Gambian Commuters complain after fuel shortage disrupts public transport services

Fuel Attendant at Atlas Petrol Station in Kotu

By: Foday Manneh

Commuters in The Gambia and public transport users are generally anticipating tough times ahead after the government set new fuel prices for September as follows: Petrol D78.89, Gasoil D75.00, and Kerosene D77.61.

It came as the government announced that filling stations would resume selling fuel across the country after reaching an agreement with the oil marketing companies, which ceased to supply power to their customers and shut down filling stations in the country.

Only outlets operated by the publicly-owned Gambia National Petroleum Company (GNPC) were selling fuel on Friday.

Meanwhile, queues of cars were seen at GNPC stations in the Greater Banjul area, and commuters and taxi drivers were heard complaining about the disruption caused to public transport services due to the non-selling of fuel.

Ablie Bah, a driver at Tippa Garage, said the lack of fuel “is affecting our work and livelihood”, adding that “the government needs to always have an understanding with the suppliers.”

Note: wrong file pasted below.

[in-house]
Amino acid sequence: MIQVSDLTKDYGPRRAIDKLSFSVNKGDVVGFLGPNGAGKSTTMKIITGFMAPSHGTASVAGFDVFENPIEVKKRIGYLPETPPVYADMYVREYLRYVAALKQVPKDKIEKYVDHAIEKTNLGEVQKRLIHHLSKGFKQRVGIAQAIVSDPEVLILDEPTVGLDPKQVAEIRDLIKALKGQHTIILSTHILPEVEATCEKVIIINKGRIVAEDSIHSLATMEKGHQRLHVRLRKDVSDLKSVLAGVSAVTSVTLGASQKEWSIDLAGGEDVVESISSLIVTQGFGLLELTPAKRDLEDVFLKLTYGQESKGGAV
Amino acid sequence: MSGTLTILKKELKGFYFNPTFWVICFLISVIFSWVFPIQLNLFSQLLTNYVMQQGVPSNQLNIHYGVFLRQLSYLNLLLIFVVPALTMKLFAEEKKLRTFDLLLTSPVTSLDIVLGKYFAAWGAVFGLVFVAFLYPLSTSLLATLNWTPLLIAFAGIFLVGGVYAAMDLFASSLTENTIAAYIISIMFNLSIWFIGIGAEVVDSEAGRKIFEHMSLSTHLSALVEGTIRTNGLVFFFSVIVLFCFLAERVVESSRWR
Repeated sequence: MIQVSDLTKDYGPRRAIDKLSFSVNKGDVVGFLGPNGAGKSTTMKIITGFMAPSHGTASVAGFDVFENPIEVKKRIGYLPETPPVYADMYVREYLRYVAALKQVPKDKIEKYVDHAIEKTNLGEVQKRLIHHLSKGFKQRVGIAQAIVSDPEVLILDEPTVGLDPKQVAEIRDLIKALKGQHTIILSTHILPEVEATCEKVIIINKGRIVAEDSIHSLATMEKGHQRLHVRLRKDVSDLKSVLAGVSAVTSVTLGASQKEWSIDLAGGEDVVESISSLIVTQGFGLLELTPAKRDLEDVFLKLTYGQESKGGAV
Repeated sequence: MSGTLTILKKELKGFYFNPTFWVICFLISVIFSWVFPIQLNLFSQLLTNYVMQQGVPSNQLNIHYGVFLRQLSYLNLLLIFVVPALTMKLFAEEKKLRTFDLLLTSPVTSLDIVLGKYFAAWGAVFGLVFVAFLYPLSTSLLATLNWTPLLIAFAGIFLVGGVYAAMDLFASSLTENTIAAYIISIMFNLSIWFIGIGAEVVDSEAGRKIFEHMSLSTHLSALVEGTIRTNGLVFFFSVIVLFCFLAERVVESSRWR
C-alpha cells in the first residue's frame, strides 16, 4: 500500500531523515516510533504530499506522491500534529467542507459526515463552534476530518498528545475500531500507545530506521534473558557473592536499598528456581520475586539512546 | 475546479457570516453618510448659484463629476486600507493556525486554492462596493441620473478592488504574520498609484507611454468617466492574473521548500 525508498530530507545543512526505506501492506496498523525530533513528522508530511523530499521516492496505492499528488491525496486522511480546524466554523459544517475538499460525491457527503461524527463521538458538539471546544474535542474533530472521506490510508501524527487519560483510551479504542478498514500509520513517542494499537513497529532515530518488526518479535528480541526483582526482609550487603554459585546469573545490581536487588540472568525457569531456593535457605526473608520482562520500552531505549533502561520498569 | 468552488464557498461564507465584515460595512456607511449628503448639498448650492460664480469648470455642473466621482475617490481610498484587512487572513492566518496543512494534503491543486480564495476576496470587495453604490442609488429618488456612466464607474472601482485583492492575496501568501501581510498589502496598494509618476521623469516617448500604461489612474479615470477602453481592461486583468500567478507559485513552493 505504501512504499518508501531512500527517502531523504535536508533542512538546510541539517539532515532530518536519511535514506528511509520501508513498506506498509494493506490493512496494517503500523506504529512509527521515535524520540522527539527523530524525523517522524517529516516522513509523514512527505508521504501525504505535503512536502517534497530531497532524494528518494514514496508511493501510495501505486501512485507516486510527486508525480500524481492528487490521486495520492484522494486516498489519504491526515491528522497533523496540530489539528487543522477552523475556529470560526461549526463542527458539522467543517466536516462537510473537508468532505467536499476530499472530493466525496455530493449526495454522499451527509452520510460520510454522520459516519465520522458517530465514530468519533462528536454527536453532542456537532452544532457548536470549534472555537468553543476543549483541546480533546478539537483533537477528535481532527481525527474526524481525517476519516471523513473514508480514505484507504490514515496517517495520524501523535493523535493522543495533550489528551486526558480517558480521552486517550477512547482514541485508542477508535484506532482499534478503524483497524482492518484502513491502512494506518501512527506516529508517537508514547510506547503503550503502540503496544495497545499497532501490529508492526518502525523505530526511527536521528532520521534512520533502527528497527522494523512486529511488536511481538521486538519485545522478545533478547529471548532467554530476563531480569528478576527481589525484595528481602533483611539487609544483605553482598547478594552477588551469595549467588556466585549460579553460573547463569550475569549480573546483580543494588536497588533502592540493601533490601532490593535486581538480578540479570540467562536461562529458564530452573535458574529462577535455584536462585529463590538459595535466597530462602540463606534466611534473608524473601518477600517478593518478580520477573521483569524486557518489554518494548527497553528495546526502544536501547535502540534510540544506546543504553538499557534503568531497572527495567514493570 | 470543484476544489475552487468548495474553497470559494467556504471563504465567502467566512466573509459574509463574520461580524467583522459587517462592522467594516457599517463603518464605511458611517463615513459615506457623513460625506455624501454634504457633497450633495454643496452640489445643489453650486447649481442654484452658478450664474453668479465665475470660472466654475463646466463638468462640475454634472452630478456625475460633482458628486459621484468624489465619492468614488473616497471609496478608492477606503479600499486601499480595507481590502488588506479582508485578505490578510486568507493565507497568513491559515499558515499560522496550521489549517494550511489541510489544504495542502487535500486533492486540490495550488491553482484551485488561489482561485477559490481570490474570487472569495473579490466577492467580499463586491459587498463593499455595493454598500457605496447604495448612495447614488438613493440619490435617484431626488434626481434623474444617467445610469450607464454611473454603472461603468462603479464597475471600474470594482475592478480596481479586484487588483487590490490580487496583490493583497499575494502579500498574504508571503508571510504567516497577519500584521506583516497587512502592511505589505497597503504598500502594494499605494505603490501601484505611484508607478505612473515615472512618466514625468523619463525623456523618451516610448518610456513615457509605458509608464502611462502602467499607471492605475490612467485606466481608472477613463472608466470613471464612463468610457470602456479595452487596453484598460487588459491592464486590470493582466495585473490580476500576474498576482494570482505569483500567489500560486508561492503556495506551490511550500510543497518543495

He said users of taxis and other commercial transport would complain if there is a fuel price increase which also compels commercial drivers to increase transport fares. As a result, some drivers may decide not to work, whilst a few may decide to raise fares on their own, he pointed out.

PetroGas, one of the leading dealers in Fuel in the country

Ousman Jobe, another taxi driver, said, “D75 for Gasoil is very expensive”, and the government must help the population. “It is affecting the customers because drivers too could do a sit-down strike if things continue like this.”

Fatou Njie, a native of Manjai, said she was forced to walk home on Friday evening after she could not pay the D100 being charged by a taxi driver.

“I walked from Tippa Garage to Manjai last night, which was very risky as I could be harmed (by armed robbers)simply because I could not get transport.

One driver asked for D100 to go to Manjai, which was outrageous as no one would pay that fare for that short distance. But all goes back to fuel price; I believe it is all because of the fuel price issue, and the government needs to act swiftly.”

However, Baboucarr Cham, a commuter, said he paid D150 as a fare last night from Brikama to Serekunda because of the fuel shortage problem.

After Friday’s day-long shutdown at filling stations, the government, in a press release, said it had provided at least D1.3 million in subsidies to help stabilize the fuel prices. The subsidy for September 2022 is D5.6 million, the release added.

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